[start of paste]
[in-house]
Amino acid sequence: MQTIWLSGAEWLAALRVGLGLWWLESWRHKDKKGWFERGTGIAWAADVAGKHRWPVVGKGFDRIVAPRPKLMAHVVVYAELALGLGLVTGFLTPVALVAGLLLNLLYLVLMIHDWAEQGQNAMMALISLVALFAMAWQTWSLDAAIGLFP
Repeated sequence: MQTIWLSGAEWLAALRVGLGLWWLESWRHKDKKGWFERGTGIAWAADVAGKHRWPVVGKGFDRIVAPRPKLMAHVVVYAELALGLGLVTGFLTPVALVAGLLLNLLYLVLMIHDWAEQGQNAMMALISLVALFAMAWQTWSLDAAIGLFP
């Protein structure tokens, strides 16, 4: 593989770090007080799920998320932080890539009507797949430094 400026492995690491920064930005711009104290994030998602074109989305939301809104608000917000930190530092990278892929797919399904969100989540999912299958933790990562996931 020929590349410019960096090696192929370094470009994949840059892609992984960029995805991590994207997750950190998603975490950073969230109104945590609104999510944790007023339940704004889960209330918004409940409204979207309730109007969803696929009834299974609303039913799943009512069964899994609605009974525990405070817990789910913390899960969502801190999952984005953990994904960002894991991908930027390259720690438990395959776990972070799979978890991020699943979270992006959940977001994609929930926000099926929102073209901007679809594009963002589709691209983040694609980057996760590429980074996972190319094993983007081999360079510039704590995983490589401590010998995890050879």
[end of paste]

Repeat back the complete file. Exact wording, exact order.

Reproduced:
[in-house]
Amino acid sequence: MQTIWLSGAEWLAALRVGLGLWWLESWRHKDKKGWFERGTGIAWAADVAGKHRWPVVGKGFDRIVAPRPKLMAHVVVYAELALGLGLVTGFLTPVALVAGLLLNLLYLVLMIHDWAEQGQNAMMALISLVALFAMAWQTWSLDAAIGLFP
Repeated sequence: MQTIWLSGAEWLAALRVGLGLWWLESWRHKDKKGWFERGTGIAWAADVAGKHRWPVVGKGFDRIVAPRPKLMAHVVVYAELALGLGLVTGFLTPVALVAGLLLNLLYLVLMIHDWAEQGQNAMMALISLVALFAMAWQTWSLDAAIGLFP
């Protein structure tokens, strides 16, 4: 593989770090007080799920998320932080890539009507797949430094 400026492995690491920064930005711009104290994030998602074109989305939301809104608000917000930190530092990278892929797919399904969100989540999912299958933790990562996931 020929590349410019960096090696192929370094470009994949840059892609992984960029995805991590994207997750950190998603975490950073969230109104945590609104999510944790007023339940704004889960209330918004409940409204979207309730109007969803696929009834299974609303039913799943009512069964899994609605009974525990405070817990789910913390899960969502801190999952984005953990994904960002894991991908930027390259720690438990395959776990972070799979978890991020699943979270992006959940977001994609929930926000099926929102073209901007679809594009963002589709691209983040694609980057996760590429980074996972190319094993983007081999360079510039704590995983490589401590010998995890050879």